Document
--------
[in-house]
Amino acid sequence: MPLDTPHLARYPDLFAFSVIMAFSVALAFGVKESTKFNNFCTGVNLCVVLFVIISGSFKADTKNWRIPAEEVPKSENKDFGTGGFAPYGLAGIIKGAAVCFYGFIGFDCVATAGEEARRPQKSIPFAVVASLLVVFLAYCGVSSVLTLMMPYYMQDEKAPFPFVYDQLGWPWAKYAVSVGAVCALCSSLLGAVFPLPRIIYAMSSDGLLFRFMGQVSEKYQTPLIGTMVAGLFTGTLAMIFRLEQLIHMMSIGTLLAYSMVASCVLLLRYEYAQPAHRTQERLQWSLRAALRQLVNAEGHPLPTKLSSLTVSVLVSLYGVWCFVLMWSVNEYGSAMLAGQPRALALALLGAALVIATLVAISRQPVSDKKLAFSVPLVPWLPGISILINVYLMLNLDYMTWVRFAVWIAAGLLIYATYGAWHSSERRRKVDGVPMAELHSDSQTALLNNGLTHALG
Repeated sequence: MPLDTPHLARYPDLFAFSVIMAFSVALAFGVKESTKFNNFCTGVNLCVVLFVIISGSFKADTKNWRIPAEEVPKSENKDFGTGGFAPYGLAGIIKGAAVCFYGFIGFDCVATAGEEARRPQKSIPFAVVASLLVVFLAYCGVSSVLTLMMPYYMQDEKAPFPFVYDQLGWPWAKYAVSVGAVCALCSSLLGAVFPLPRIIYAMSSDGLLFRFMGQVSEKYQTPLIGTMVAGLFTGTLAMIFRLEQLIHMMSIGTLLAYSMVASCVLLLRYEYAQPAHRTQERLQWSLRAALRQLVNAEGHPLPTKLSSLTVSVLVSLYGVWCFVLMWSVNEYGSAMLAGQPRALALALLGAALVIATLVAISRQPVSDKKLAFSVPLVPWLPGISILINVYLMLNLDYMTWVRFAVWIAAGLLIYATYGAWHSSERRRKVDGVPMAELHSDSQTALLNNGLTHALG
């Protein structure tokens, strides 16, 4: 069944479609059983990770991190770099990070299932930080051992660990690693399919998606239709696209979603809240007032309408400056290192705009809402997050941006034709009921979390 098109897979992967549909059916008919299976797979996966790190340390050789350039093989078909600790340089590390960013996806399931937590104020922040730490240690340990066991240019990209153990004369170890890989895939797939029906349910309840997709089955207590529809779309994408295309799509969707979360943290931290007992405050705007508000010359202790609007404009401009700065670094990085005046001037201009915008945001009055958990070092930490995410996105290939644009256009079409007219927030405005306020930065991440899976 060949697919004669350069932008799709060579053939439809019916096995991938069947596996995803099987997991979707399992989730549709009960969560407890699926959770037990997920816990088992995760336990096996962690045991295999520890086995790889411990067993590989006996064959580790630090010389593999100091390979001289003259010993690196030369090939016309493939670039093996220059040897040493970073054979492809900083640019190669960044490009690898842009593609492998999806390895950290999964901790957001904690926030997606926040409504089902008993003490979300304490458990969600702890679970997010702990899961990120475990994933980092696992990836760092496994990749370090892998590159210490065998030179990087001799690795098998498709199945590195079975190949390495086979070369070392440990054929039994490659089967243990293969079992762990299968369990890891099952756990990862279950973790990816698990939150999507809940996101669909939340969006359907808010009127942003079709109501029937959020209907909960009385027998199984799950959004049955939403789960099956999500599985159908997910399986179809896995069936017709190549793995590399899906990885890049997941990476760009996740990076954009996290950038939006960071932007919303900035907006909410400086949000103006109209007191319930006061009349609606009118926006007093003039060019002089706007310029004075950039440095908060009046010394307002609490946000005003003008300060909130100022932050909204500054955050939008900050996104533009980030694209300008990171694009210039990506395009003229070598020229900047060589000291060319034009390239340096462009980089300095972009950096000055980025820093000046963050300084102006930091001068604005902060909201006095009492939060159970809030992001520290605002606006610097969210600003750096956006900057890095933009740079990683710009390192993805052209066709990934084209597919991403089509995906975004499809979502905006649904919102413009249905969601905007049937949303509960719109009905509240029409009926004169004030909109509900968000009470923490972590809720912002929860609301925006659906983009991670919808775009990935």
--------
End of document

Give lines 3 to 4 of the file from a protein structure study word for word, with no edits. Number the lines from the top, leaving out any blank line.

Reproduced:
Repeated sequence: MPLDTPHLARYPDLFAFSVIMAFSVALAFGVKESTKFNNFCTGVNLCVVLFVIISGSFKADTKNWRIPAEEVPKSENKDFGTGGFAPYGLAGIIKGAAVCFYGFIGFDCVATAGEEARRPQKSIPFAVVASLLVVFLAYCGVSSVLTLMMPYYMQDEKAPFPFVYDQLGWPWAKYAVSVGAVCALCSSLLGAVFPLPRIIYAMSSDGLLFRFMGQVSEKYQTPLIGTMVAGLFTGTLAMIFRLEQLIHMMSIGTLLAYSMVASCVLLLRYEYAQPAHRTQERLQWSLRAALRQLVNAEGHPLPTKLSSLTVSVLVSLYGVWCFVLMWSVNEYGSAMLAGQPRALALALLGAALVIATLVAISRQPVSDKKLAFSVPLVPWLPGISILINVYLMLNLDYMTWVRFAVWIAAGLLIYATYGAWHSSERRRKVDGVPMAELHSDSQTALLNNGLTHALG
């Protein structure tokens, strides 16, 4: 069944479609059983990770991190770099990070299932930080051992660990690693399919998606239709696209979603809240007032309408400056290192705009809402997050941006034709009921979390 098109897979992967549909059916008919299976797979996966790190340390050789350039093989078909600790340089590390960013996806399931937590104020922040730490240690340990066991240019990209153990004369170890890989895939797939029906349910309840997709089955207590529809779309994408295309799509969707979360943290931290007992405050705007508000010359202790609007404009401009700065670094990085005046001037201009915008945001009055958990070092930490995410996105290939644009256009079409007219927030405005306020930065991440899976 060949697919004669350069932008799709060579053939439809019916096995991938069947596996995803099987997991979707399992989730549709009960969560407890699926959770037990997920816990088992995760336990096996962690045991295999520890086995790889411990067993590989006996064959580790630090010389593999100091390979001289003259010993690196030369090939016309493939670039093996220059040897040493970073054979492809900083640019190669960044490009690898842009593609492998999806390895950290999964901790957001904690926030997606926040409504089902008993003490979300304490458990969600702890679970997010702990899961990120475990994933980092696992990836760092496994990749370090892998590159210490065998030179990087001799690795098998498709199945590195079975190949390495086979070369070392440990054929039994490659089967243990293969079992762990299968369990890891099952756990990862279950973790990816698990939150999507809940996101669909939340969006359907808010009127942003079709109501029937959020209907909960009385027998199984799950959004049955939403789960099956999500599985159908997910399986179809896995069936017709190549793995590399899906990885890049997941990476760009996740990076954009996290950038939006960071932007919303900035907006909410400086949000103006109209007191319930006061009349609606009118926006007093003039060019002089706007310029004075950039440095908060009046010394307002609490946000005003003008300060909130100022932050909204500054955050939008900050996104533009980030694209300008990171694009210039990506395009003229070598020229900047060589000291060319034009390239340096462009980089300095972009950096000055980025820093000046963050300084102006930091001068604005902060909201006095009492939060159970809030992001520290605002606006610097969210600003750096956006900057890095933009740079990683710009390192993805052209066709990934084209597919991403089509995906975004499809979502905006649904919102413009249905969601905007049937949303509960719109009905509240029409009926004169004030909109509900968000009470923490972590809720912002929860609301925006659906983009991670919808775009990935």